Hektoen International

A Journal of Medical Humanities

Decoding the death of Maharaja Pandu

B. Sadananda Naik
Karnataka, India

The Curse and Demise of Maharaja Pandu. Artwork by Dr. Mahabalesh, Alva’s Ayurvedic Medical College, Moodabidri, Karnataka, India, dated April 4, 2024 from his personal collection.

The Mahabharata is one of two great ancient Indian Sanskrit epics of Hinduism. It narrates the struggle between two groups of cousins in the Kurukshetra War, the Kaurava and Pandava princes. Maharaja Pandu, father of Pandavas, is one of the key figures in this epic.

In the story, the premature death of King Vichitravirya of Hastinapura compelled Queen Sathyavathi to approach her elder son Vyasa to impregnate Ambalika, one of Vichitravirya’s widows, by way of niyoga, a well-accepted social practice in those days in India. When Ambalika saw Vyasa, she was disgusted, and she later gave birth to a pale baby, who was named Pandu (“pale”). However, Pandu grew up to be a strong warrior and excellent archer. He became king of the Kuru kingdom and conquered additional territories to increase the size of his empire.1

While hunting one day, Maharaja Pandu shoots arrows at a couple of deer in the process of coitus. But the deer are in fact Sage Kindama and his wife in disguise. The dying sage curses King Pandu, telling him that whenever “he approaches his wives with the intent of having sex, he would die instantaneously.”1

As a consequence of Kindama’s curse, Pandu becomes incapable of fathering children. However, he becomes a foster father to five Pandavas with the help of a divine childbearing mantra possessed by his wife, Kunti. One day while wandering in the forest, Pandu becomes captivated by the beauty of Madri, his second wife, and is filled with lust for her. Despite Madri’s pleas, he engages in sexual intercourse with her and dies instantaneously, as per the sage’s curse.1

With the description of a pale complexion from birth with no other physical or mental comorbidities, Maharaja Pandu may hypothetically have had albinism. Oculocutaneous albinism is an autosomal recessive condition caused by absent or decreased melanin biosynthesis.2 Except for vision problems, most people with albinism are healthy. This was evident in the case of King Pandu, who excelled as a great warrior.

Applying modern medical knowledge to the epic character of Pandu, there are several possible diagnoses that could cause sudden death during sexual intercourse. Sexual intercourse may provoke intracerebral hemorrhage, especially subarachnoid hemorrhage.3 But with no prior history of headaches, vomiting, seizures, or loss of consciousness, this is less likely in the case of Pandu. There has been at least one report of sudden cardiac death in a person with albinism due to Takayasu’s arteritis, a rare inflammatory condition of large blood vessels. But Pandu had not suffered any physical limitations and led an active life, making this possibility unlikely, even if he had albinism.4 Another cause of sudden death in a healthy person during strenuous activity is hypertrophic obstructive cardiomyopathy, or HOCM. This is a diverse clinical and pathophysiologic disorder of unknown cause that results in asymmetric or concentric hypertrophy of the left heart ventricle. HOCM is a significant cause of sudden cardiac death in young people during strenuous physical activity, including well-trained athletes. Sexual intercourse led to sudden cardiac death in at least one study of individuals with this condition.5 Arrhythmogenic cardiomyopathy is another inherited heart muscle disorder that predisposes young people and athletes to sudden cardiac death. But these individuals usually have previous episodes of exercise-induced palpitation or syncope. However, sexual intercourse may be sufficient to trigger a fatal arrhythmia in individuals with this condition as well.5,6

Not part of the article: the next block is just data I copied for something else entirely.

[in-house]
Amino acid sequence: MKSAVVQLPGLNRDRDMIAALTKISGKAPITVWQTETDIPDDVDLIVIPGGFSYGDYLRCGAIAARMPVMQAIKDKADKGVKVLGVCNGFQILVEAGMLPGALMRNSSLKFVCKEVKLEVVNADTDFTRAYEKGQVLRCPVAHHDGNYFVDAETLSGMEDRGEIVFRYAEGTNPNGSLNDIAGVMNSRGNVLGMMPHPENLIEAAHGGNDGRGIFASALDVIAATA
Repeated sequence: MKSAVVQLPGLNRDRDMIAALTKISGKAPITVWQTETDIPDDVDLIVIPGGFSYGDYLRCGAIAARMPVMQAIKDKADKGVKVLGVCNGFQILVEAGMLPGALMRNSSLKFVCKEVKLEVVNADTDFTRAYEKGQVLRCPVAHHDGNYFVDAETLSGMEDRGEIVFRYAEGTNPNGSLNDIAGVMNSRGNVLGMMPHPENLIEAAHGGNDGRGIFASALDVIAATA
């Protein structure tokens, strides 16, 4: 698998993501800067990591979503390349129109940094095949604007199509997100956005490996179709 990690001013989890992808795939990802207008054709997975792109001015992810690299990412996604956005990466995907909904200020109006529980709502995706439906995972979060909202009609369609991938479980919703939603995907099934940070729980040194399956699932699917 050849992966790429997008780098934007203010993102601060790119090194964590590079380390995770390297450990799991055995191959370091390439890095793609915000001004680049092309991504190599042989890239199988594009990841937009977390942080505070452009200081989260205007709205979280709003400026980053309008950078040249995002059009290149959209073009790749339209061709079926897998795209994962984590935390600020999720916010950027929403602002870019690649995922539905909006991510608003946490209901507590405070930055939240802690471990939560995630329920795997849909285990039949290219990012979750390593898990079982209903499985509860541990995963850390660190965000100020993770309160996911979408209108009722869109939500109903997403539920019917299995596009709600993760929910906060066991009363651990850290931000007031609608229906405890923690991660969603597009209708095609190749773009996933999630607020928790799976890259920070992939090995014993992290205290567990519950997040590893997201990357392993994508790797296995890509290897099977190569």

Maharaja Pandu, from descriptions in the Mahabharata, likely would have had albinism, an autosomal recessive condition. His sudden demise during sexual intercourse might be attributed today to an undiagnosed cardiac condition such as hypertrophic obstructive cardiomyopathy or arrhythmogenic cardiomyopathy.


  1. The Mahabharata of Krishna-Dwaipayana Vyasa. Translated into English Prose [Adi Parva, Sections CVI, CXVIII, CXIX of Sambhava Parva], Bharata Press, Calcutta,1884. Available at https://en.wikisource.org/wiki/Page:The_Mahabharata_of_Krishna-Dwaipayana_Vyasa_(1884).djvu/7
  2. Marçon CR, Maia M. “Albinism: epidemiology, genetics, cutaneous characterization, psychosocial factors.” Ann Bras Dermatol. 2019 Sep-Oct;94(5):503-520. doi: 10.1016/j.abd.2019.09.023. Epub 2019 Sep 30.
  3. Braun CT et al. “Death after Sexual Intercourse.” Case Rep Emerg Med. 2015;2015:646438. doi: 10.1155/2015/646438. Epub 2015 Dec 1.
  4. Said SA et al. “Takayasu’s arteritis: a rare cause of cardiac death in a Caucasian teenage female patient.” Neth J Med. 1997 Nov;51(5):182-6. doi: 10.1016/s0300-2977(97)00052-1.
  5. Finocchiaro G et al. “Association of Sexual Intercourse With Sudden Cardiac Death in Young Individuals in the United Kingdom.” JAMA Cardiol. 2022 Mar 1;7(3):358-359. doi: 10.1001/jamacardio.2021.5532.
  6. Corrado D et al. “Arrhythmogenic cardiomyopathy.” Circulation Research 121.7 (2017): 784-802.

DR. B. SADANANDA NAIK, M.D., is a senior physician at Alva’s Health Centre in Karnataka, India.

Spring 2024



3 responses

  1. Jaundice was also a strongly possible disease in this case

  2. Well researched article throwing light on an important milestone of an event of the legendary historical Mahabharatha

  3. Dr Naik Has done a rare
    and remarkable service of combining Indian scripture and medical cause. His narration is admirable.

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